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From Middle English notarie, from Old French notarie (French notaire), from Latin notārius.


  • IPA(key): /ˈnoʊtəɹi/
  • (file)


notary (plural notaries)

  1. (law, especially civil law) A lawyer of noncontentious private civil law who drafts, takes, and records legal instruments for private parties, and provides legal advice, but does not appear in court on his or her clients' behalf.
    • 1985, Morris Arnold, Unequal Laws Unto a Savage Race: European Legal Traditions in Arkansas, page 19:
      Originally an official of the medieval European ecclesiastical courts, the notary developed into a noncontentious secular legal professional in France. In England, partly because the canon and secular laws were not on speaking terms, "the notarial system never took deep root." For one thing, an important aspect of the notary’s duties, his authority to "authenticate" documents, was of little use to the English. The whole notion of a state-sanctioned authenticator of private acts was entirely foreign to English common law; whereas in France we see notaries "making" and "passing" contracts, the common law left that to the parties.
    • 2007, John Howells, Don Merwin, Choose Mexico for Retirement, 10th edition, →ISBN, page 49:
      Unlike the United States, where a notary public is often a clerk you find working in a bank or real estate office, a Mexican notary has a higher ranking than an ordinary attorney who is not a notary. (In Mexico all notaries are attorneys, but not all attorneys are notaries.)
    • 2007, John Merryman, Rogelio Pérez-Perdomo, The Civil Law Tradition, 3rd edition, →ISBN, page 107:
      Although advocates sometimes get involved in drafting instruments, notaries continue to do most of this work in civil law nations.
    • 2008, Alienation of Church Wealth in Mexico: Social and Economic Aspects, page 63:
      It is not known whether any Puebla residents did go to the capital to bid for properties in their state because in such cases the purchases would have been formalized before a notary in Mexico City, [...]
  2. (common law) A public notary, a legal practitioner who prepares, attests to, and certifies documents, witnesses affidavits, and administers oaths.
  3. (law, Canada, US) A notary public, a public officer who serves as an impartial witness to the signing of important documents, but who is not authorised to practise law.
    • 1904, The Bulletin of the Commercial Law League of America, volumes 9-18, page 29:
      The giving of legal advice by notaries and others who are not admitted to practice law is, in its opinion, dangerous to the welfare of the community, because such persons have not demonstrated their capacity [...]
    • 2001, Christopher H. Pyle, Extradition, Politics, and Human Rights, →ISBN, page 33:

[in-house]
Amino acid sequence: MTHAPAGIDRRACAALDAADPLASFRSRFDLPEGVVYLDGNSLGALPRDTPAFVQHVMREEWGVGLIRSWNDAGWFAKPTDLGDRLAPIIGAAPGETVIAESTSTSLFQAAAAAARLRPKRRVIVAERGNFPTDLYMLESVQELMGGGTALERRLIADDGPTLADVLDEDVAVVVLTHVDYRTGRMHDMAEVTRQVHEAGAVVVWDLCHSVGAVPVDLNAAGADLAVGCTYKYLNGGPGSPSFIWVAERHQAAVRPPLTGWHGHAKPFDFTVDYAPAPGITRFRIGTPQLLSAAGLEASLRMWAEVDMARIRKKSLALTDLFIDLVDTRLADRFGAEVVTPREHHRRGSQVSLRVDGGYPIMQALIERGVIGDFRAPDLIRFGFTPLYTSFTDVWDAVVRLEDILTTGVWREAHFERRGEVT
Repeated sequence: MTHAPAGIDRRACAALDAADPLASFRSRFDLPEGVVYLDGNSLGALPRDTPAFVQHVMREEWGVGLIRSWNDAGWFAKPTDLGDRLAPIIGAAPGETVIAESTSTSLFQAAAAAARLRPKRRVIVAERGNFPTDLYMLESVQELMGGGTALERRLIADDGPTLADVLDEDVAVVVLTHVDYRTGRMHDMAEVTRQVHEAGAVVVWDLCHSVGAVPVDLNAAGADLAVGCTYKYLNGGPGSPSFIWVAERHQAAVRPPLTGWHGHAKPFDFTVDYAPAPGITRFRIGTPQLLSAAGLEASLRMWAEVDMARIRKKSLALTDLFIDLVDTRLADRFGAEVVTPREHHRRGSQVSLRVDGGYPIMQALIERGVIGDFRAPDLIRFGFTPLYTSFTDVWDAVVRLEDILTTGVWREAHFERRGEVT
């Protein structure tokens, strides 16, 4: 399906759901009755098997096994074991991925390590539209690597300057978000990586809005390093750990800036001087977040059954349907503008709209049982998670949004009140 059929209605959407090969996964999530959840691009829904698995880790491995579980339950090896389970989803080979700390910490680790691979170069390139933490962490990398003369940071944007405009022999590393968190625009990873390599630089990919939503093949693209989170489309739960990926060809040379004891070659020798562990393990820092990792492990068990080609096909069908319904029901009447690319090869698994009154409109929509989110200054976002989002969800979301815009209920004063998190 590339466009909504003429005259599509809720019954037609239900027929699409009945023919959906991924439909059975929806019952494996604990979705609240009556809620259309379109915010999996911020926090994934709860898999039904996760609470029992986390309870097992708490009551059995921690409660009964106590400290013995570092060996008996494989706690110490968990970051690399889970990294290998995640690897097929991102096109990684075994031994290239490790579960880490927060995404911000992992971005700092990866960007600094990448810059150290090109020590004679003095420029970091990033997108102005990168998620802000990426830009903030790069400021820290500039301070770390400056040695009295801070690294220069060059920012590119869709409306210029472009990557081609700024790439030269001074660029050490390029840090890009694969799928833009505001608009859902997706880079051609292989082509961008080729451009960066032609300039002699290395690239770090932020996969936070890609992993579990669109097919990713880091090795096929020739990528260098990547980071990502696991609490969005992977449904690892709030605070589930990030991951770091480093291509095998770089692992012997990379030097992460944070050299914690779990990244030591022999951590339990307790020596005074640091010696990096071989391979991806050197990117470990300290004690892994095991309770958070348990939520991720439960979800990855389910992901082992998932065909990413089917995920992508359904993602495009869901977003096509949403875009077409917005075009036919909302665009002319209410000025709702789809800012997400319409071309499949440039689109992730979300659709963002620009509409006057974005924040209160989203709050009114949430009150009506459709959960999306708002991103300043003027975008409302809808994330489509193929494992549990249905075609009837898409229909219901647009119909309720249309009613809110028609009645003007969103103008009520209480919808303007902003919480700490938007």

Although signed by a notary in New York, it lacked a physical description or documentation. It could have been issued to anyone, or resold to anyone willing to change his name.
    • 2004, Richard J. Rolwing, My Daily Constitution, volume IV, →ISBN, page 182:
      "In 1961, there was a case Torcaso v. Watkins, in which a public notary in Maryland refused to take the oath, “so help me God,” and the court said he wasn't required to acknowledge God [although] the Maryland law said you were."
    • 2007, Barbara Holland, Hail to the Chiefs, →ISBN, page 175:
      This was completely unofficial, of course, since a notary in Vermont can only swear in people who plan to be working in Vermont, and they might as well have stayed in bed, but for a public relations ploy you couldn't beat it, []


  • 1997, Michael L. Closen, Glen-Peter Ahlers, Robert Jarvis, Notary Law & Practice: Cases & Materials, page 1:
    Indeed, in some of those other jurisdictions, only attorneys can be notaries, and, in virtually all foreign nations, notaries are permitted to perform services customarily thought to constitute the practice of law in the United States.
  • 2005, Law Institute Journal, volume 79, page 51:
    Notaries public in English-speaking countries where the notary’s role is taken seriously have similar functions to civil law notaries. This does not include notaries public in the US, because there (with the exception of Louisiana which has civil law notaries) there is no requirement that "notaries public" have any legal qualifications.
  • 2009, Berend J. H. Crans, Ravi Nath, Aircraft repossession and enforcement: practical aspects, page 52:
    It is stressed that the function of an Aruba civil law notary is entirely different from the function of an American notary public. For example, Aruba civil law notaries have obtained a special law degree and they are appointed by the Crown.


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